9. The method of claim 8, wherein the isotopically labeled compound of formula (I) is labeled with at least one isotope selected from the group consisting of 13C, 15N, 18O and 2H.
10. The method of claim 9, wherein the isotopically labeled compound of formula (I) is labeled with one to ten isotopes selected from the group consisting of 13C and 15N.
11. The method of claim 8, wherein the isotopically labeled compound of formula (I) is labeled with six 13C atoms and two 15N atoms.
12. The method of claim 8, wherein the molar ratio of the compound of formula (I) to the isotopically labeled compound of formula (I) is about 1:1.
13. The method of claim 12, wherein the isotopic doublet differs by a mass of 8 mass units.
14. The method of claim 8, wherein the drug metabolizing enzyme is human liver microsomes.
15. The method of claim 8, wherein the drug metabolizing enzyme is cytochrome P450 enzymes in combination with NADPH co-factor or cytochrome P450 enzymes in combination with NADPH regenerating system.
16. The method of claim 8, wherein the neutral loss mass spectrum is measured using ESI-MS/MS or LS/MS.
17. The method of claim 8, wherein the isotopically enriched compound of formula (I) is the compound of formula (I-IS)
18. The method of claim 17, wherein the molar ratio of the compound of formula (I) to the isotopically enriched compound of formula (I-IS) is about 1:1.
19. The method of claim 18, wherein the drug metabolizing enzyme is selected from the group consisting of human liver microsomes, cytochrome P450 enzymes in combination with NADPH co-factor and cytochrome P450 enzymes in combination with the NADPH regenerating system.
20. The method of claim 19, wherein the neutral loss mass spectrum is measured using ESI-MS/MS or LS/MS.
21. A mixture comprising a compound of formula (I)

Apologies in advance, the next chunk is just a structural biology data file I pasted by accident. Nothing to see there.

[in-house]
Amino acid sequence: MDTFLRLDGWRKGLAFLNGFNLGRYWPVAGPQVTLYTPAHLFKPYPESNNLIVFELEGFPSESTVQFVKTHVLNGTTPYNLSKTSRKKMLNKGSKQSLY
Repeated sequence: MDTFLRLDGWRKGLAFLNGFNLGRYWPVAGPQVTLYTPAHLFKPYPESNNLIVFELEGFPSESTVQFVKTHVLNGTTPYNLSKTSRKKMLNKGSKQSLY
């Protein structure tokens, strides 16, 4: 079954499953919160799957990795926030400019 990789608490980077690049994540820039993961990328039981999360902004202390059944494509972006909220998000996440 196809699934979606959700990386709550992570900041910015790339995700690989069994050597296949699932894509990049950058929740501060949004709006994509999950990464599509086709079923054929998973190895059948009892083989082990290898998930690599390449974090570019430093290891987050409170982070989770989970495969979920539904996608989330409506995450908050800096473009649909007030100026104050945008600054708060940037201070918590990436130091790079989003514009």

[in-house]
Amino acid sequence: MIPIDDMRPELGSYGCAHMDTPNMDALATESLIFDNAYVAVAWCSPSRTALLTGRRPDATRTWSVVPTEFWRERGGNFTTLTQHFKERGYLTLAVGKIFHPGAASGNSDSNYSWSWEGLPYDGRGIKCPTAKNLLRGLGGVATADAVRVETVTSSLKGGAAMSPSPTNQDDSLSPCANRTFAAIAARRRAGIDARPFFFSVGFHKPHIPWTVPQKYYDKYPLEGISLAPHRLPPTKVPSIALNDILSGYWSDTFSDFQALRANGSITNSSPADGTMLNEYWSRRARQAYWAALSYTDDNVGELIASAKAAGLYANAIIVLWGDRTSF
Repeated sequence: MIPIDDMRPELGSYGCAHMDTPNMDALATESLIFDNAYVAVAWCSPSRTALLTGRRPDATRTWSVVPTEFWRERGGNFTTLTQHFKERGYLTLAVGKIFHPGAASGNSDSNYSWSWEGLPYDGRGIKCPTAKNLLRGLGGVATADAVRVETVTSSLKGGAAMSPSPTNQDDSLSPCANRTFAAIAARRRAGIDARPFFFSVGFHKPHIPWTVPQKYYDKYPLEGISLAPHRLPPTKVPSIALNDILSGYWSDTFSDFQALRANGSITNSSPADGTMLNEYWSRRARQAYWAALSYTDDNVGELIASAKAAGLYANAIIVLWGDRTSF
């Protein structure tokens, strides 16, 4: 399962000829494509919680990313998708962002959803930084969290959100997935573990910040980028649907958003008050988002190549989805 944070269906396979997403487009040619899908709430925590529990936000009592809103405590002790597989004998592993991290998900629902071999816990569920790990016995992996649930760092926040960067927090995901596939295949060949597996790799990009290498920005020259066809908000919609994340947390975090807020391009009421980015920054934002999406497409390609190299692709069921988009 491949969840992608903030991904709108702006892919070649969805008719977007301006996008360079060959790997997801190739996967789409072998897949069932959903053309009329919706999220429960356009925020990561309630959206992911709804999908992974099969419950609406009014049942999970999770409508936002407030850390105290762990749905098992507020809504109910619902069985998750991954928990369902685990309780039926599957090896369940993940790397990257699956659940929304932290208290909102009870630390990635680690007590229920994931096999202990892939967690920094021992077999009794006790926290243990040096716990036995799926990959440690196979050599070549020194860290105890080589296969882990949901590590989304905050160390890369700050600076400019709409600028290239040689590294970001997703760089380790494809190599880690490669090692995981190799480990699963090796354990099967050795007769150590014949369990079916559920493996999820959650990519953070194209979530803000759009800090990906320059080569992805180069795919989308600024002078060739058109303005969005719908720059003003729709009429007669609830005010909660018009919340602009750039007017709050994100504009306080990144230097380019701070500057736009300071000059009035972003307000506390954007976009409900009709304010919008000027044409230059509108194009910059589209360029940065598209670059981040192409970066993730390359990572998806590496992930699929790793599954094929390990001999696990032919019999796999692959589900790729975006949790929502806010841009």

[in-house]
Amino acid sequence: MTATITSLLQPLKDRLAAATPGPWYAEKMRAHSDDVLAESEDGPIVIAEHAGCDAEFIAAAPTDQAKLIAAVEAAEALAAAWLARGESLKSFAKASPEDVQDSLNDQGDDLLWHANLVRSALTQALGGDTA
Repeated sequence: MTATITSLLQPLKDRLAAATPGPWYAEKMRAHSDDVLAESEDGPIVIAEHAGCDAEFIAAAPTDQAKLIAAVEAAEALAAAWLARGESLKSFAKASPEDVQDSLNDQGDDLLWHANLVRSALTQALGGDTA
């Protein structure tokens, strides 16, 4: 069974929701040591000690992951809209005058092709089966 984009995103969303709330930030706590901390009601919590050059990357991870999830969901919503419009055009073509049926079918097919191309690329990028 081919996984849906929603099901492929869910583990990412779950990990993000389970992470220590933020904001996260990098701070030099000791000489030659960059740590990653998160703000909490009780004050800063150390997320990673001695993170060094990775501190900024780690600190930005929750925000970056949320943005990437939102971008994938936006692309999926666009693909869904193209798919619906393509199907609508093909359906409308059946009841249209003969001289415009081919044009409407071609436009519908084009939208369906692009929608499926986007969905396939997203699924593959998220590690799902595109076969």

and an isotopically labeled compound of formula (I)
wherein one or more of the carbon, nitrogen, oxygen, sulfur or non-exchangeable hydrogen atoms on the starred groups are isotopically enriched.
22. The mixture of claim 21, wherein the molar ratio of the compound of formula (I) to the isotopically labeled compound of formula (I) is about 1:1.
23. The mixture of claim 22, wherein the isotopically labeled compound of formula (I) is labeled with six 13C atoms and two 15N atoms.
24. A mixture comprising
(a) a covalently bonded complex of a reactive metabolite and a compound of formula (I)
and (b) a covalently bonded complex of a reactive metabolite and an isotopically labeled compound of formula (I)
wherein one or more of the carbon, nitrogen, oxygen, sulfur or non-exchangeable hydrogen atoms on the starred groups are isotopically enriched.
25. The mixture of claim 24, wherein the isotopically labeled compound of formula (I) is a compound of formula (I-IS)
26. The mixture of claim 24, wherein the molar ratio of the covalently bonded complex of a reactive metabolite and non-isotopically labeled compound of formula (I) and the covalently bonded complex of a reactive metabolite and isotopically labeled compound of formula (I) is about 1:1.
27. A method for detecting reactive metabolites of a test compound comprising
(a) incubating a test compound with a mixture comprising a compound of formula (I),
an isotopically-labeled compound of formula (I-IS)
and a drug metabolizing enzyme;
to yield a product mixture comprising one or more adducts;
(b) measuring a neutral loss mass spectrum of the one or more adducts produced in step (a); and
(c) detecting one or more isotopic doublets in the neutral loss mass spectrum of step (b), wherein the isotopic doublets differ in mass by 8 Da.
28. A method for detecting reactive metabolites of a test compound comprising
Step A: incubating a mixture comprising